Asean cen­tral­ity needs some teeth

Manila Times - - OPINION - EI SUN OH

AS the East Asia Sum­mit (EAS) is un­der way in the Philip­pines, the world is once again re­minded of the cen­tral­ity of the As­so­ci­a­tion of South East Asian Na­tions (Asean) in re­gional strate­gic and se­cu­rity mat­ters. For the sum­mit is ba­si­cally a gath­er­ing of Asean lead­ers plus their coun­ter­parts from some of the larger pow­ers who show in­ter­est in the re­gion, in­clud­ing those from the United States, China and Rus­sia.

Of course, Asean is no stranger to such heavy mat­ters. Formed at the height of the Viet­nam War, Asean was pre­dom­i­nantly con­cerned with se­cu­rity mat­ters dur­ing its ear­lier years, with the fear of a com­mu­nist domino ef­fect sweep­ing across South­east Asia at the back of Asean lead­ers and pol­i­cy­mak­ers then. It was in­deed strange but also per­haps for­tu­nate that Asean did not evolve into a mil­i­tary al­liance such as the North At­lantic Treaty Or­ga­ni­za­tion (NATO) in the suf­fo­cat­ing mi­lieu that was the Cold War be­tween the East­ern and Western camps, al­though some might ar­gue that the pre­de­ces­sor to Asean, the South­east Asia Treaty Or­ga­ni­za­tion (Seato), was al­most such a re­gional group­ing. As the Viet­nam War con­cluded years later, Asean also Cam­bo­dian cri­sis still oc­cu­pied its at­ten­tion for many more years.

As Asean mem­bers em­barked upon their var­i­ous eco­nomic booms, the or­ga­ni­za­tion’s fo­cus un­der­stand­ably shifted to the eco­nomic front. Var­i­ous eco­nomic and trade mat­ters grad­u­ally took over as main items of dis­cus­sion in Asean meet­ings. One af­ter an­other, free trade agree­ments were con­cluded among Asean mem­ber states as well as be­tween Asean and var­i­ous other eco­nomic pow­er­houses, such as China and Ja­pan, re­duc­ing and re­mov­ing tar­iffs and non-tar­iff bar­ri­ers in fa­vor of free trade. Asean formed an eco­nomic com­mu­nity in 2015, cre­at­ing a com­mon mar­ket and pro­duc­tion base for the whole of Asean, and has just con­cluded a free trade agree­ment with Hong Kong.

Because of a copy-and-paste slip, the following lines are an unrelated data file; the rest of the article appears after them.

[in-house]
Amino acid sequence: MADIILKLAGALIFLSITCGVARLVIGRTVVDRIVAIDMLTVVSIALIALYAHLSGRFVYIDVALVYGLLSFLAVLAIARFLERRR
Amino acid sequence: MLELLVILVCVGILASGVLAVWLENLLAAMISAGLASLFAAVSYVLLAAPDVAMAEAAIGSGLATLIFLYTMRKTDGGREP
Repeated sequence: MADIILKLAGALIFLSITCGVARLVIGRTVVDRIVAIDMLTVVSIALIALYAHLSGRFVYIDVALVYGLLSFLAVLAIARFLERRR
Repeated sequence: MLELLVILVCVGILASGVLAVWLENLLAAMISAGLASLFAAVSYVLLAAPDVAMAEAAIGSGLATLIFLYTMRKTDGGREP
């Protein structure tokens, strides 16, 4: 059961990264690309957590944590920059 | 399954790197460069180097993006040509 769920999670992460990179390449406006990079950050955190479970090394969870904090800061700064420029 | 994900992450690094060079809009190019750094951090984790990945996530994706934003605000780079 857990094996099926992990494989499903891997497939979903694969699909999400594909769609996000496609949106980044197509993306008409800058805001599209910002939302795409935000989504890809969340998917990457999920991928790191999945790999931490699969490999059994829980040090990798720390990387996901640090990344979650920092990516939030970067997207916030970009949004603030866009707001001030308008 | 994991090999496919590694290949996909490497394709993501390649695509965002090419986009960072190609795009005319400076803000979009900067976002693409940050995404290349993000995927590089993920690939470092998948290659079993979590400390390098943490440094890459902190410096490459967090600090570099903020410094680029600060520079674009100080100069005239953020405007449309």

But even as Asean has been pre­oc­cu­pied with the eco­nomic de­vel­op­ment and co­op­er­a­tion among its mem­ber states, it never lost sight of the im­por­tance of strate­gic and se­cu­rity mat­ters in this part of the world, which strad­dles per­haps the most im­por­tant crossroads be­tween the western and east­ern hemi­sphere, and thus nat­u­rally be­comes a much sought af­ter prize. its col­lec­tive mil­i­tary mus­cle, but rather ef­fec­tu­ates its cen­tral­ity in these weighty sub­ject mat­ters rather sub­tly, through host­ing a se­ries of se­cu­rity and strate­gic fo­rums and di­a­logues, such as the present East Asia Sum­mit and also the Asean De­fense Min­is­ters’ Meet­ings Plus. An Asean coun­try would host such meet­ings, at­tended by lead­ers or rep­re­sen­ta­tives from other Asean coun­tries and also those from out­side the group­ing. Im­por­tant re­gional se­cu­rity and strate­gic is­sues have come to be dis­cussed dur­ing such fo­rums.

As the world’s se­cu­rity and strate­gic out­look evolves into a pe­riod of un­cer­tainty, le­git­i­mate ques­tions can of course be raised as to the rel­e­vance and vi­a­bil­ity of Asean cen­tral­ity. On the one hand, the United States, which has played a tra­di­tion­ally heavy se­cu­rity and strate­gic role, ap­pears to be hes­i­tat­ing in its re­gional com­mit­ments, with the Trump ad­min­is­tra­tion go­ing all out to pro­mote his “Amer­ica First” pol­icy which is pri­mar­ily US-cen­tric. In fact, Pres­i­dent Trump was said to be ini­tially not in­tend­ing to at­tend the EAS, and only changed his mind later. This per­ceived non­cha­lant US at­ti­tude to­ward the EAS is per­haps com­pounded by the US ad­min­is­tra­tion’s re­cent change of its char­ac­ter­i­za­tion of the re­gion con­cept to one en­com­pass­ing both Trump praised the “free and open” gen­er­ally be free, but it is at most only half open, es­pe­cially in terms of trade. Much work re­mains to be done in terms of open­ing up re­gional mar­kets, and Asean may or may not be looked upon as the ve­hi­cle to un­der­take the chal­leng­ing job. It did not help that Part­ner­ship af­ter hav­ing taken the lead in pro­mot­ing it for so many years.

I think it is rather ironic and un­seemly that while the world has to be caused by a nu­cle­arized Korean Penin­sula, with North Korea’s con­tin­ued in­tran­si­gence in vi­o­lat­ing United Na­tions Se­cu­rity Coun­cil res­o­lu­tions to test its mis­siles and nu­clear ca­pa­bil­i­ties, rel­a­tively lit­tle world­wide at­ten­tion has been trained on the grave dangers posed by ter­ror­ism to many South­east Asian coun­tries.

I can­not help in once again draw­ing at­ten­tion to the dan­ger posed by the pi­ratic-ter­ror­is­tic kid­nap­pers in the Sulu Sea, which bor­ders my home state of Sabah. If EAS were to ef­fec­tu­ate a more con­crete work plan in se­cu­rity co­op­er­a­tion, joint anti-pi­ratic ac­tions in the Sulu Sea would be a good and ur­gent site to start. Asean cen­tral­ity in se­cu­rity and strate­gic mat­ters is still de­sired by most Asean coun­tries, but for it to be main­tained as such, per­haps it is time to put some de­gree of “tooth­ful­ness” in it to ad­dress some ur­gent con­cerns.

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